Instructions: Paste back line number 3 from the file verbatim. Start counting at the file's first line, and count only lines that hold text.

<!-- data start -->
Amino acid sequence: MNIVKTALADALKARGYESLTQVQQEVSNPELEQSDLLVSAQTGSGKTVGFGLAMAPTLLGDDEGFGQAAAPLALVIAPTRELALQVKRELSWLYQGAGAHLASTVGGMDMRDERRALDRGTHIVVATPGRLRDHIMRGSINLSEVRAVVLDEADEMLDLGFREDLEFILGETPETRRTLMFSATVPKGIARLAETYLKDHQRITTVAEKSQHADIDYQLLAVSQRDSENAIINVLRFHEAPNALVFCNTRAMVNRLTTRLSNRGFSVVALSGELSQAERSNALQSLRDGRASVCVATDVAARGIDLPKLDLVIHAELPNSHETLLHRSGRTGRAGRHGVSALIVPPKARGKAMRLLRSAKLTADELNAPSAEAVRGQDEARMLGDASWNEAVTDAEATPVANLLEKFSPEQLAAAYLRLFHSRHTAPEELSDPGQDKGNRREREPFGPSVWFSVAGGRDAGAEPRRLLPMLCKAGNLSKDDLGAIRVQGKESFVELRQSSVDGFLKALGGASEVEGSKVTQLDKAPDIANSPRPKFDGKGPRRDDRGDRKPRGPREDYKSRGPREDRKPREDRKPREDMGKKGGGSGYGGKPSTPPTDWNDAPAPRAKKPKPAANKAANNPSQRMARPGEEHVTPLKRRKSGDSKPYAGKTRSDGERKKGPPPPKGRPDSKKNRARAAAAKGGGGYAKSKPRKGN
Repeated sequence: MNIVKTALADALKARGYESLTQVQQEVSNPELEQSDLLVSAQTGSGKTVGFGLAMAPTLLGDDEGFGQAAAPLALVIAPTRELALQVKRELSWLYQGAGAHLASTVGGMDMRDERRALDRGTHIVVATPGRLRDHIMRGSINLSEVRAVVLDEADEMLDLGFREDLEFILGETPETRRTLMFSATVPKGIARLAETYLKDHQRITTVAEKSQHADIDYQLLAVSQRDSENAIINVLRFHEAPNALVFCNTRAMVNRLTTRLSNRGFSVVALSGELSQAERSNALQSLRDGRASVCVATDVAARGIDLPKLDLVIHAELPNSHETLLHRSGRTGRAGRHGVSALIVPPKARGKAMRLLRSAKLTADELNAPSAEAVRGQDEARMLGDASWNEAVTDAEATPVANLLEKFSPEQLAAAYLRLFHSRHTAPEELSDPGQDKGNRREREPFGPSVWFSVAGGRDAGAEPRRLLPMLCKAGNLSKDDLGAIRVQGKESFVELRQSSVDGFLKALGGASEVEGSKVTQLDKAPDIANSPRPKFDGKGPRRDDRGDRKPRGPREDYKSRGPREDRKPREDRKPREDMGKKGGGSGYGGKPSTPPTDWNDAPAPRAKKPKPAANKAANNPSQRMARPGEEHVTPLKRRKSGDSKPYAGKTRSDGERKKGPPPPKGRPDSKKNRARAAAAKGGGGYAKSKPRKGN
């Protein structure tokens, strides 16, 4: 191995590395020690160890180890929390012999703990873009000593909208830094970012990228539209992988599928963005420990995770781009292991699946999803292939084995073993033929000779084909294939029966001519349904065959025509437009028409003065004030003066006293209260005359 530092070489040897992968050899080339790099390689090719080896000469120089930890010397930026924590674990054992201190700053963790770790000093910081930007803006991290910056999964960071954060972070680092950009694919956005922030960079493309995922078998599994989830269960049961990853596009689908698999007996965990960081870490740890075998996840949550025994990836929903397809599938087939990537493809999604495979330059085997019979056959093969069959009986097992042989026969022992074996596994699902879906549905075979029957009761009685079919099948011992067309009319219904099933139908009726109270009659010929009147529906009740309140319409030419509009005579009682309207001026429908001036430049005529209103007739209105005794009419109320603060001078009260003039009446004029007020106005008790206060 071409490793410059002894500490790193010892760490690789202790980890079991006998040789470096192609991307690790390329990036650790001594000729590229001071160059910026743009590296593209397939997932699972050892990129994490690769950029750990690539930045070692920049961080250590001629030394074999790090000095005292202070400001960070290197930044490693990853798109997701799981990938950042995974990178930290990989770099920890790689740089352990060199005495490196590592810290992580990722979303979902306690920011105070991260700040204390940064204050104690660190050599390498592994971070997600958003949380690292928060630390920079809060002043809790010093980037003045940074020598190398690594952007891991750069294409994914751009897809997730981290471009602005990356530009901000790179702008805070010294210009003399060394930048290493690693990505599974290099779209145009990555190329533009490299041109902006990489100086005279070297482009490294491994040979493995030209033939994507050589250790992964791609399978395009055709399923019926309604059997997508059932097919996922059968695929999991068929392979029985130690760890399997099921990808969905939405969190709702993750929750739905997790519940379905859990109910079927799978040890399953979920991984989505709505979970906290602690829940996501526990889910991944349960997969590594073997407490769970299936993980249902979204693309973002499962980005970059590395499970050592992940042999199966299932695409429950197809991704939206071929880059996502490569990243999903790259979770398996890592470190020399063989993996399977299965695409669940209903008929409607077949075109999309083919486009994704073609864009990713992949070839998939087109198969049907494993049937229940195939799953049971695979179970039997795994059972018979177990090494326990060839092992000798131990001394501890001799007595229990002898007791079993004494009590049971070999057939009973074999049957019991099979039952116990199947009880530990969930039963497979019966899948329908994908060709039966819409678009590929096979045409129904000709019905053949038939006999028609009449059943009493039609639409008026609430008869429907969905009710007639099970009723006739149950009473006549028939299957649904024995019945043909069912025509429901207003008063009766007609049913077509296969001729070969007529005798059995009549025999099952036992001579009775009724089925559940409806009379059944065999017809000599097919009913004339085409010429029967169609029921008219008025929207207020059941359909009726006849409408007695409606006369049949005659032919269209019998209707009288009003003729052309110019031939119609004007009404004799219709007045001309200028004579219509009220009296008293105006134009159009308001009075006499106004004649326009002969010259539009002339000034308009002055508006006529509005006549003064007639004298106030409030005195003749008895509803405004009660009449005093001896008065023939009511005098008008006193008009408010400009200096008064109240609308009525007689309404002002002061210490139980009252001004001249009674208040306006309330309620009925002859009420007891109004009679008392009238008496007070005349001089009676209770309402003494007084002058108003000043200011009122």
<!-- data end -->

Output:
């Protein structure tokens, strides 16, 4: 191995590395020690160890180890929390012999703990873009000593909208830094970012990228539209992988599928963005420990995770781009292991699946999803292939084995073993033929000779084909294939029966001519349904065959025509437009028409003065004030003066006293209260005359 530092070489040897992968050899080339790099390689090719080896000469120089930890010397930026924590674990054992201190700053963790770790000093910081930007803006991290910056999964960071954060972070680092950009694919956005922030960079493309995922078998599994989830269960049961990853596009689908698999007996965990960081870490740890075998996840949550025994990836929903397809599938087939990537493809999604495979330059085997019979056959093969069959009986097992042989026969022992074996596994699902879906549905075979029957009761009685079919099948011992067309009319219904099933139908009726109270009659010929009147529906009740309140319409030419509009005579009682309207001026429908001036430049005529209103007739209105005794009419109320603060001078009260003039009446004029007020106005008790206060 071409490793410059002894500490790193010892760490690789202790980890079991006998040789470096192609991307690790390329990036650790001594000729590229001071160059910026743009590296593209397939997932699972050892990129994490690769950029750990690539930045070692920049961080250590001629030394074999790090000095005292202070400001960070290197930044490693990853798109997701799981990938950042995974990178930290990989770099920890790689740089352990060199005495490196590592810290992580990722979303979902306690920011105070991260700040204390940064204050104690660190050599390498592994971070997600958003949380690292928060630390920079809060002043809790010093980037003045940074020598190398690594952007891991750069294409994914751009897809997730981290471009602005990356530009901000790179702008805070010294210009003399060394930048290493690693990505599974290099779209145009990555190329533009490299041109902006990489100086005279070297482009490294491994040979493995030209033939994507050589250790992964791609399978395009055709399923019926309604059997997508059932097919996922059968695929999991068929392979029985130690760890399997099921990808969905939405969190709702993750929750739905997790519940379905859990109910079927799978040890399953979920991984989505709505979970906290602690829940996501526990889910991944349960997969590594073997407490769970299936993980249902979204693309973002499962980005970059590395499970050592992940042999199966299932695409429950197809991704939206071929880059996502490569990243999903790259979770398996890592470190020399063989993996399977299965695409669940209903008929409607077949075109999309083919486009994704073609864009990713992949070839998939087109198969049907494993049937229940195939799953049971695979179970039997795994059972018979177990090494326990060839092992000798131990001394501890001799007595229990002898007791079993004494009590049971070999057939009973074999049957019991099979039952116990199947009880530990969930039963497979019966899948329908994908060709039966819409678009590929096979045409129904000709019905053949038939006999028609009449059943009493039609639409008026609430008869429907969905009710007639099970009723006739149950009473006549028939299957649904024995019945043909069912025509429901207003008063009766007609049913077509296969001729070969007529005798059995009549025999099952036992001579009775009724089925559940409806009379059944065999017809000599097919009913004339085409010429029967169609029921008219008025929207207020059941359909009726006849409408007695409606006369049949005659032919269209019998209707009288009003003729052309110019031939119609004007009404004799219709007045001309200028004579219509009220009296008293105006134009159009308001009075006499106004004649326009002969010259539009002339000034308009002055508006006529509005006549003064007639004298106030409030005195003749008895509803405004009660009449005093001896008065023939009511005098008008006193008009408010400009200096008064109240609308009525007689309404002002002061210490139980009252001004001249009674208040306006309330309620009925002859009420007891109004009679008392009238008496007070005349001089009676209770309402003494007084002058108003000043200011009122």